Twas the night before the night before Christmas, and my children were nestled all snug in my bed while visions of sugar plums danced in their heads. Well not sugar plums, likely Skittles. And not beds, but bed. But you get the idea.

Two nights ago I was in the middle of my giant king-sized bed, snuggled between my two brave girls. During the daytime my bed can easily accommodate the three of us stretched out watching a movie, but on the rare nights we all fall asleep here together I somehow end up smooshed into a 5 inch space in the center while the two little people consume the remaining 75 inches of space.

It. Was. Glorious.

It was glorious because I was surrounded by the two most wonderful little humans I know. It was glorious because everyone was feeling snuggly. It was glorious because so close to Christmas the girls don’t argue about someone being in their space or staring at them or poking them – even teenagers don’t want to get ousted from the good list! And it was glorious because I was keenly aware that the days of all of us climbing into bed together are numbered and few. And with that realization came this question: how does one not lose the sense of holiday anticipation and wonder with all the growing up and with all the change?

Last night, on Christmas Eve, we ended the day in our new jammies. It’s our tradition, and one of the few traditions we’ve maintained. I’ve been thinking a lot this weekend about all that’s changed in the last year and I realized that the biggest thing is not that the girls have parents who are divorced. The biggest change is one that every Mom faces over time. The Christmas Eve kid-chatter goes from what Santa might bring to how embarrassing Mom’s striped elf pajama pants are. Instead of putting together Barbie dream houses and pretend veterinary hospitals, Santa lays out an iPhone and Vans and purses.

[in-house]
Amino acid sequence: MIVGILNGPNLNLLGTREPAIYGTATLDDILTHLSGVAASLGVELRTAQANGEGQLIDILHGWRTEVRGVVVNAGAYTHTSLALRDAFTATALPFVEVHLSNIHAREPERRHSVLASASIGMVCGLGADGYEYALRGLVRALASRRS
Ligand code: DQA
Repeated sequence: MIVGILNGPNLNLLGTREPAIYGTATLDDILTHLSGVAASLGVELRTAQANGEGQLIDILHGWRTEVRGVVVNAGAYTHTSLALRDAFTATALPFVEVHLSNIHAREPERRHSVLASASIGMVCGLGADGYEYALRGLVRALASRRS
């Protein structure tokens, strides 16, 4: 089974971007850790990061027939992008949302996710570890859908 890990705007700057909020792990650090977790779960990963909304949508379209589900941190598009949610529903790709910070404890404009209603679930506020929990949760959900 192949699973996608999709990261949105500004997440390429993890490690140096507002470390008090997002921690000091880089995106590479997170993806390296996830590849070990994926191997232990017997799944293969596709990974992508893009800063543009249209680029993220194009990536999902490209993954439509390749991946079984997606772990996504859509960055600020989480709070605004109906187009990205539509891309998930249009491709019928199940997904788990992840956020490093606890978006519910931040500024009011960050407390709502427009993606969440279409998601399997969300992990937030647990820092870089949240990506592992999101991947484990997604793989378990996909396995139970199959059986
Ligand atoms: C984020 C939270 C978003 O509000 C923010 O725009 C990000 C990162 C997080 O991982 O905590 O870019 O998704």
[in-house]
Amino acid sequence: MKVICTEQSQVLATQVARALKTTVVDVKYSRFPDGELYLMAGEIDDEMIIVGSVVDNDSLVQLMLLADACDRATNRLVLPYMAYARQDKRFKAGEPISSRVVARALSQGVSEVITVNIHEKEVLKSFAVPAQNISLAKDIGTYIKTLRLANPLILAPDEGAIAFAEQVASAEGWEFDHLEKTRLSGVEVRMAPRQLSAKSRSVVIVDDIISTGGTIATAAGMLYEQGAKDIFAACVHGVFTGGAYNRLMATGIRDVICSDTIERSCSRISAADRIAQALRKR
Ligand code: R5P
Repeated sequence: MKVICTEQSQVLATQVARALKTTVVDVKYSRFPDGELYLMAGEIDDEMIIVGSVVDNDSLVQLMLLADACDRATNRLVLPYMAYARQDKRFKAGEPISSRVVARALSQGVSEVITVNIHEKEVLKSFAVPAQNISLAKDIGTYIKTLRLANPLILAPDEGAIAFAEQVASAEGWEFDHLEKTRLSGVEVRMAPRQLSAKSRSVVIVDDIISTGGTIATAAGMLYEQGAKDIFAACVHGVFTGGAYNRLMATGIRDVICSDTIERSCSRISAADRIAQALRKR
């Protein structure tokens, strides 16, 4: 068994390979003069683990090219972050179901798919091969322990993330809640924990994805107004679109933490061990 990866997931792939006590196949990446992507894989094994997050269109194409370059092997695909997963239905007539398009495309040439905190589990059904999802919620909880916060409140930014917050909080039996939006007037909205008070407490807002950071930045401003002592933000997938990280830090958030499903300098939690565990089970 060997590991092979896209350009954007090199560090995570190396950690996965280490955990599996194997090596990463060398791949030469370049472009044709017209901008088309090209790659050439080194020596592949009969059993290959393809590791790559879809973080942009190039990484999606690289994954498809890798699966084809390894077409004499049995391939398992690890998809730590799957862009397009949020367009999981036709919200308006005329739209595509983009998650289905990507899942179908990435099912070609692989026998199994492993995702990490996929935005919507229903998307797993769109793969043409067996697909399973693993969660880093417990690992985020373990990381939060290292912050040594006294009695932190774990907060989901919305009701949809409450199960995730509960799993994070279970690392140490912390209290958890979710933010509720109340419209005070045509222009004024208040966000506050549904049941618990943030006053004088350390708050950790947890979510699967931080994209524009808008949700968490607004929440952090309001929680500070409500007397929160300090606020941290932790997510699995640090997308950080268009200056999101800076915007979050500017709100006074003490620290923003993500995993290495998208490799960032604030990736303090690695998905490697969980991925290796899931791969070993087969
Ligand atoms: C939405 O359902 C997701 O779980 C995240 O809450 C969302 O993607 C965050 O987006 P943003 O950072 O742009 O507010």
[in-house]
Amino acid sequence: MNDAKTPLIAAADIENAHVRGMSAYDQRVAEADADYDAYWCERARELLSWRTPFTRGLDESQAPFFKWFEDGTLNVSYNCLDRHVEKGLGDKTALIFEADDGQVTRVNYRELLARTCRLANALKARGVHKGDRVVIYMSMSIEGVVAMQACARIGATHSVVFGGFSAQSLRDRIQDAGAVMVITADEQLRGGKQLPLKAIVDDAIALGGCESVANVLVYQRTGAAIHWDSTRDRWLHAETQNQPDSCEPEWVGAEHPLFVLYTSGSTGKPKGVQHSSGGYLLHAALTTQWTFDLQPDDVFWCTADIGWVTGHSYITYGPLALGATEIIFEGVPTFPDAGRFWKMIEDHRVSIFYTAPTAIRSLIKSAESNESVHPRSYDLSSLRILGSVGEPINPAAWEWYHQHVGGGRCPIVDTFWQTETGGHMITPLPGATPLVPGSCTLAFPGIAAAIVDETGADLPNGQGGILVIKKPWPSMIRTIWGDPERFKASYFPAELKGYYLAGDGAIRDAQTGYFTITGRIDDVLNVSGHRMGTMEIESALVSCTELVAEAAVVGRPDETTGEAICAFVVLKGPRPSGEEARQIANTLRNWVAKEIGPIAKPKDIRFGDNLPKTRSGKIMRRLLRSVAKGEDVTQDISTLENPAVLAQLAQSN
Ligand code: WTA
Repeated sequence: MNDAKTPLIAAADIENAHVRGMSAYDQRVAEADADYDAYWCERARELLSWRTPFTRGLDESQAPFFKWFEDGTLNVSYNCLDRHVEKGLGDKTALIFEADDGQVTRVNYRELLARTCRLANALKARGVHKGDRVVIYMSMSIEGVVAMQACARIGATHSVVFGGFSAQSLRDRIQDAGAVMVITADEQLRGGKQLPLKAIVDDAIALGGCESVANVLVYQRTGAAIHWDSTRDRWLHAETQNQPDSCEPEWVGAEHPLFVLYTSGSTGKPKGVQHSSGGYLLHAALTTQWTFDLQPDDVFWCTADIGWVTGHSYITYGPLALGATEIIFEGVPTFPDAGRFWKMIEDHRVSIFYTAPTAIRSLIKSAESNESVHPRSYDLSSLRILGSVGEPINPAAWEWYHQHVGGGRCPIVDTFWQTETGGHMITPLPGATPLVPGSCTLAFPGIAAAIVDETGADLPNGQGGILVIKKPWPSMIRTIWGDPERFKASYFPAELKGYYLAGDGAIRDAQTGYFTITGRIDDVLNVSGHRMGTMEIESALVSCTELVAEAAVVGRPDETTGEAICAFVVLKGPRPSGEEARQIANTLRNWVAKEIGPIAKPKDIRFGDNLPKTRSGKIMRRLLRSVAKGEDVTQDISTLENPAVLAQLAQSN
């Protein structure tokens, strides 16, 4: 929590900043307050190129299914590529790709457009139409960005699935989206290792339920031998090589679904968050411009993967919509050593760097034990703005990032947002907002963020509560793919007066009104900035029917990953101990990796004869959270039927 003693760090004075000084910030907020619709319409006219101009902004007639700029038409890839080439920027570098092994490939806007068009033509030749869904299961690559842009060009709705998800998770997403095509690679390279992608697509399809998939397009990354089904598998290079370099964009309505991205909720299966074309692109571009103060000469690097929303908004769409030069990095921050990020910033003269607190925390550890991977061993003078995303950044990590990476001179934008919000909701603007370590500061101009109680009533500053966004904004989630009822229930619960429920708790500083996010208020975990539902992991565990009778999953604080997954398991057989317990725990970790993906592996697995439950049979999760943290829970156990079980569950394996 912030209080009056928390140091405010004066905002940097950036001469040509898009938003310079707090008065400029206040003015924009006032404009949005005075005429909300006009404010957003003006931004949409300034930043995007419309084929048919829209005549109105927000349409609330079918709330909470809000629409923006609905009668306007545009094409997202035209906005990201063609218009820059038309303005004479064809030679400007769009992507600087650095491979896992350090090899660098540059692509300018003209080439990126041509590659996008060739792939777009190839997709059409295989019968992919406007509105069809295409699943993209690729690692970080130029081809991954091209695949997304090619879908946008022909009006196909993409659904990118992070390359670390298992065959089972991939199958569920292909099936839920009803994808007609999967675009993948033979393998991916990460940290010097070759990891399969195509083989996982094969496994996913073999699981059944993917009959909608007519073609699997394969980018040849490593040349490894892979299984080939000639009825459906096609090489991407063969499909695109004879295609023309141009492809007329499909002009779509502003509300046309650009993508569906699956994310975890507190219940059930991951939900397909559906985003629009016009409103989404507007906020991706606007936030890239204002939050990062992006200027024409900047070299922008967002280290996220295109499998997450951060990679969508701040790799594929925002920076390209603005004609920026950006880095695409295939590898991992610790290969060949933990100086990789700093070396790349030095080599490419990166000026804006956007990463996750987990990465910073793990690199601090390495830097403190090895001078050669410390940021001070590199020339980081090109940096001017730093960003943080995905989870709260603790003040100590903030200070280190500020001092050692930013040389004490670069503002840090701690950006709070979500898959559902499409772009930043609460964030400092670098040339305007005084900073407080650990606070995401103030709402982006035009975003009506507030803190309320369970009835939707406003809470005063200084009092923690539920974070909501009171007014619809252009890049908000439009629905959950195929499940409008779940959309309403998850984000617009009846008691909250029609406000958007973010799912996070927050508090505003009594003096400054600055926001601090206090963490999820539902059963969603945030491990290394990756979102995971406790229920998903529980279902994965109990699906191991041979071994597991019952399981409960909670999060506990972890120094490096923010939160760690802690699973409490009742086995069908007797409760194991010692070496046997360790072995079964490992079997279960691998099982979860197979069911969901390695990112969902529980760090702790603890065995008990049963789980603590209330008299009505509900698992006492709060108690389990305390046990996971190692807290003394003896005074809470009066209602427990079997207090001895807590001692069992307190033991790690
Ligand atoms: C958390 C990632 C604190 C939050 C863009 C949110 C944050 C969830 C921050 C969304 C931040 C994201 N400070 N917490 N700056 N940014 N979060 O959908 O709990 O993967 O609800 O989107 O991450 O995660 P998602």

The biggest change is simple really – the girls are getting older. They’re growing up. And so Christmas isn’t the same as it’s always been.

I’m a firm believer that one of the best things about Christmas is the traditions. But really Christmas is about both tradition and change. We celebrate Christmas because of change in one small family in Bethlehem: Mary found herself pregnant even though she was a virgin and Joseph found himself married to someone that he didn’t get pregnant. And throughout our lives now, more than 2,000 years later, Christmas is a benchmark by which to see change.

We were all once a baby who looked at the lights and bulbs with wonder, we were all once a child who fell asleep wondering about Santa, we were all once a teenager wondering why we couldn’t just get our stuff and then talk to our friends all day, we were all once young adults sitting around the table wondering how to talk like and be real grown ups…and at some point we will all be matriarchs or patriarchs that wait with wonder to see the young people on Christmas Day.

To fully understand and embrace all that is Christmas, we have to be open to change – all throughout our lives. We embrace a baby that was born to become a king and a savior, and we embrace Christmases and the different phases of our lives with the firm belief that there’s beauty in each one. That’s the only way we will hold on to our sense of wonder.

So I will snuggle with my girls in the big bed along with a tray of pineapple cookies, a family tradition that’s at least over 45 years old. I will watch a Christmas cookie bake-off on the Food Network instead of White Christmas, which apparently has boys that are weird and music that is weird. I’ll wake up on Christmas morning and watch Ella smile just as big at a Merry Christmas text from a boy as she did for her new phone – I’ll even think I like that boy for making her smile. I’ll watch Audrey play more with her new device than with her LOL Surprise house, and I’ll be a little sad for a minute until I see the first text she sends, to me, reminding me to embrace the change and see the wonder: “I love you so much.”

When we recall Christmas past, we usually find that the simplest things, not the great occasions, give off the greatest glow of happiness. ~ Bob Hope

Happy Christmas, everyone.

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